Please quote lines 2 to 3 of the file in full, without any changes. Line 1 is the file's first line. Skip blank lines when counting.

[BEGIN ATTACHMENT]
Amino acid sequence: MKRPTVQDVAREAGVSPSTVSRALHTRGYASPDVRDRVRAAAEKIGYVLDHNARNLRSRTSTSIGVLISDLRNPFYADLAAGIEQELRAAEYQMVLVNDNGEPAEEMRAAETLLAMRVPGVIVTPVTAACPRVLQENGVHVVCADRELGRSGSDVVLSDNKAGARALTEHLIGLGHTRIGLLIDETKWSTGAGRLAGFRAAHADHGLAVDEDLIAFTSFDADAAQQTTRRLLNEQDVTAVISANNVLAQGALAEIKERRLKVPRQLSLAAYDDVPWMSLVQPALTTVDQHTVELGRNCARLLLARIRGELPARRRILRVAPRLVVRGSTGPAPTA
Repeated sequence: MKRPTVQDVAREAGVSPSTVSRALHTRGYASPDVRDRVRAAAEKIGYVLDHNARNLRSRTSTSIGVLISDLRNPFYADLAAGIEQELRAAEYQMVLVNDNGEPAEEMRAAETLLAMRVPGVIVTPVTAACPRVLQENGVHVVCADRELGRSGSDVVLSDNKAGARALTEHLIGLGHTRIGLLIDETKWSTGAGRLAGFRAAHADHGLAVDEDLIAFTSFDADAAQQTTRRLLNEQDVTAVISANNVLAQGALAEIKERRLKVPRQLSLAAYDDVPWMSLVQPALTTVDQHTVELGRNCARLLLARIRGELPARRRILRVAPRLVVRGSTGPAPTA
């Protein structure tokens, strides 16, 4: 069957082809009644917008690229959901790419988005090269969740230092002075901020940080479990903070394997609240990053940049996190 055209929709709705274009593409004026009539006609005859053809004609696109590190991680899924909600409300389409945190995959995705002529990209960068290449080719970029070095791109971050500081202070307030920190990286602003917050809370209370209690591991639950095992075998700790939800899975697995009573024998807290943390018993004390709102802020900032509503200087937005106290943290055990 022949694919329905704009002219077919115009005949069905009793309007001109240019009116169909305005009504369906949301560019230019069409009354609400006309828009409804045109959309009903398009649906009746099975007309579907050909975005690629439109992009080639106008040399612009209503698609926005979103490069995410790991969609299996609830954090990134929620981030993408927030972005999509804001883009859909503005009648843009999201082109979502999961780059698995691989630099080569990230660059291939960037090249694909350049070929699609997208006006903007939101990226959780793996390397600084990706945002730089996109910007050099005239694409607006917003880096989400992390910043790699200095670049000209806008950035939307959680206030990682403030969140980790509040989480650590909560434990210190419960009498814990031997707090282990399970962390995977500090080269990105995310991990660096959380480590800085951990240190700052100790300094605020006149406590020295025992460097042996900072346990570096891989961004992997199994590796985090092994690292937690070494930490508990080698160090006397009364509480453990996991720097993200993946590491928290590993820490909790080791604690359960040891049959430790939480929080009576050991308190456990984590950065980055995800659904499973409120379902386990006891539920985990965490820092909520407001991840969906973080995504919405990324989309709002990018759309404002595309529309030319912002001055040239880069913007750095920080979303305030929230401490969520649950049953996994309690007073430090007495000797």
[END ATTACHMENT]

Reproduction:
Repeated sequence: MKRPTVQDVAREAGVSPSTVSRALHTRGYASPDVRDRVRAAAEKIGYVLDHNARNLRSRTSTSIGVLISDLRNPFYADLAAGIEQELRAAEYQMVLVNDNGEPAEEMRAAETLLAMRVPGVIVTPVTAACPRVLQENGVHVVCADRELGRSGSDVVLSDNKAGARALTEHLIGLGHTRIGLLIDETKWSTGAGRLAGFRAAHADHGLAVDEDLIAFTSFDADAAQQTTRRLLNEQDVTAVISANNVLAQGALAEIKERRLKVPRQLSLAAYDDVPWMSLVQPALTTVDQHTVELGRNCARLLLARIRGELPARRRILRVAPRLVVRGSTGPAPTA
């Protein structure tokens, strides 16, 4: 069957082809009644917008690229959901790419988005090269969740230092002075901020940080479990903070394997609240990053940049996190 055209929709709705274009593409004026009539006609005859053809004609696109590190991680899924909600409300389409945190995959995705002529990209960068290449080719970029070095791109971050500081202070307030920190990286602003917050809370209370209690591991639950095992075998700790939800899975697995009573024998807290943390018993004390709102802020900032509503200087937005106290943290055990 022949694919329905704009002219077919115009005949069905009793309007001109240019009116169909305005009504369906949301560019230019069409009354609400006309828009409804045109959309009903398009649906009746099975007309579907050909975005690629439109992009080639106008040399612009209503698609926005979103490069995410790991969609299996609830954090990134929620981030993408927030972005999509804001883009859909503005009648843009999201082109979502999961780059698995691989630099080569990230660059291939960037090249694909350049070929699609997208006006903007939101990226959780793996390397600084990706945002730089996109910007050099005239694409607006917003880096989400992390910043790699200095670049000209806008950035939307959680206030990682403030969140980790509040989480650590909560434990210190419960009498814990031997707090282990399970962390995977500090080269990105995310991990660096959380480590800085951990240190700052100790300094605020006149406590020295025992460097042996900072346990570096891989961004992997199994590796985090092994690292937690070494930490508990080698160090006397009364509480453990996991720097993200993946590491928290590993820490909790080791604690359960040891049959430790939480929080009576050991308190456990984590950065980055995800659904499973409120379902386990006891539920985990965490820092909520407001991840969906973080995504919405990324989309709002990018759309404002595309529309030319912002001055040239880069913007750095920080979303305030929230401490969520649950049953996994309690007073430090007495000797």